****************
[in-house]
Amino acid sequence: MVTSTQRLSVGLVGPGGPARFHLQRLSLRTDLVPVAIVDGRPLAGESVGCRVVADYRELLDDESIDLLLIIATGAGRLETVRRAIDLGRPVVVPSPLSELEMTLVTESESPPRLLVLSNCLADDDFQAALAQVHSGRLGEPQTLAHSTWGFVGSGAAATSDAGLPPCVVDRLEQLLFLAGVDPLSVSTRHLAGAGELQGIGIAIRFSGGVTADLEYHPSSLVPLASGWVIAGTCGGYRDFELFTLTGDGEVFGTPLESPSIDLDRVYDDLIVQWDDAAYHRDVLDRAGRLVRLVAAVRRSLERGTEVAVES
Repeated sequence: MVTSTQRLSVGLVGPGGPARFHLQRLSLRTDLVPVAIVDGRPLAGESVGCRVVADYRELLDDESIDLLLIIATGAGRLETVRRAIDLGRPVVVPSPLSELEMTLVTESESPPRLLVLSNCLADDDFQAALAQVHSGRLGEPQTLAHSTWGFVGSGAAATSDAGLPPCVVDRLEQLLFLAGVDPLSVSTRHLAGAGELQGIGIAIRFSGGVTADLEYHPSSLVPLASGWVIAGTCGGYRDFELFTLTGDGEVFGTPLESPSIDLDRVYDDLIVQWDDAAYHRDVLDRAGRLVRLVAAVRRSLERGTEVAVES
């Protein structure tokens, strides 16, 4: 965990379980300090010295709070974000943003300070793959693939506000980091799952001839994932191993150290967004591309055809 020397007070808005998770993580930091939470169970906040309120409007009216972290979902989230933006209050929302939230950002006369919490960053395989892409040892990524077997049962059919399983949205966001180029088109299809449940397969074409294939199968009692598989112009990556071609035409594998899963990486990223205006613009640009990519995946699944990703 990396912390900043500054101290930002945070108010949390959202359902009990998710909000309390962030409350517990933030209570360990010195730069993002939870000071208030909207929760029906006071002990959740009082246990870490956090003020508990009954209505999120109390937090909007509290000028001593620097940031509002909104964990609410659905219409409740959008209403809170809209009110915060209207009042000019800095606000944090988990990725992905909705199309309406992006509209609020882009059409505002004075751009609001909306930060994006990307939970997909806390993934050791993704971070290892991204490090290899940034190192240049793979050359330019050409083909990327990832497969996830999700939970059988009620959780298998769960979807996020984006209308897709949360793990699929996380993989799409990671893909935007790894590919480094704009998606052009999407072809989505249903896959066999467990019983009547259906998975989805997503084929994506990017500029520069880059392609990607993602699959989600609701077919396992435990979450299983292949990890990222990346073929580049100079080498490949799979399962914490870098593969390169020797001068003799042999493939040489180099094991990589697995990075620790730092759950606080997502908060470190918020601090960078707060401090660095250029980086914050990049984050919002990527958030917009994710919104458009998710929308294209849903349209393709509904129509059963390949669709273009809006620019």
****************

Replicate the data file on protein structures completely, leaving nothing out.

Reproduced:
[in-house]
Amino acid sequence: MVTSTQRLSVGLVGPGGPARFHLQRLSLRTDLVPVAIVDGRPLAGESVGCRVVADYRELLDDESIDLLLIIATGAGRLETVRRAIDLGRPVVVPSPLSELEMTLVTESESPPRLLVLSNCLADDDFQAALAQVHSGRLGEPQTLAHSTWGFVGSGAAATSDAGLPPCVVDRLEQLLFLAGVDPLSVSTRHLAGAGELQGIGIAIRFSGGVTADLEYHPSSLVPLASGWVIAGTCGGYRDFELFTLTGDGEVFGTPLESPSIDLDRVYDDLIVQWDDAAYHRDVLDRAGRLVRLVAAVRRSLERGTEVAVES
Repeated sequence: MVTSTQRLSVGLVGPGGPARFHLQRLSLRTDLVPVAIVDGRPLAGESVGCRVVADYRELLDDESIDLLLIIATGAGRLETVRRAIDLGRPVVVPSPLSELEMTLVTESESPPRLLVLSNCLADDDFQAALAQVHSGRLGEPQTLAHSTWGFVGSGAAATSDAGLPPCVVDRLEQLLFLAGVDPLSVSTRHLAGAGELQGIGIAIRFSGGVTADLEYHPSSLVPLASGWVIAGTCGGYRDFELFTLTGDGEVFGTPLESPSIDLDRVYDDLIVQWDDAAYHRDVLDRAGRLVRLVAAVRRSLERGTEVAVES
């Protein structure tokens, strides 16, 4: 965990379980300090010295709070974000943003300070793959693939506000980091799952001839994932191993150290967004591309055809 020397007070808005998770993580930091939470169970906040309120409007009216972290979902989230933006209050929302939230950002006369919490960053395989892409040892990524077997049962059919399983949205966001180029088109299809449940397969074409294939199968009692598989112009990556071609035409594998899963990486990223205006613009640009990519995946699944990703 990396912390900043500054101290930002945070108010949390959202359902009990998710909000309390962030409350517990933030209570360990010195730069993002939870000071208030909207929760029906006071002990959740009082246990870490956090003020508990009954209505999120109390937090909007509290000028001593620097940031509002909104964990609410659905219409409740959008209403809170809209009110915060209207009042000019800095606000944090988990990725992905909705199309309406992006509209609020882009059409505002004075751009609001909306930060994006990307939970997909806390993934050791993704971070290892991204490090290899940034190192240049793979050359330019050409083909990327990832497969996830999700939970059988009620959780298998769960979807996020984006209308897709949360793990699929996380993989799409990671893909935007790894590919480094704009998606052009999407072809989505249903896959066999467990019983009547259906998975989805997503084929994506990017500029520069880059392609990607993602699959989600609701077919396992435990979450299983292949990890990222990346073929580049100079080498490949799979399962914490870098593969390169020797001068003799042999493939040489180099094991990589697995990075620790730092759950606080997502908060470190918020601090960078707060401090660095250029980086914050990049984050919002990527958030917009994710919104458009998710929308294209849903349209393709509904129509059963390949669709273009809006620019």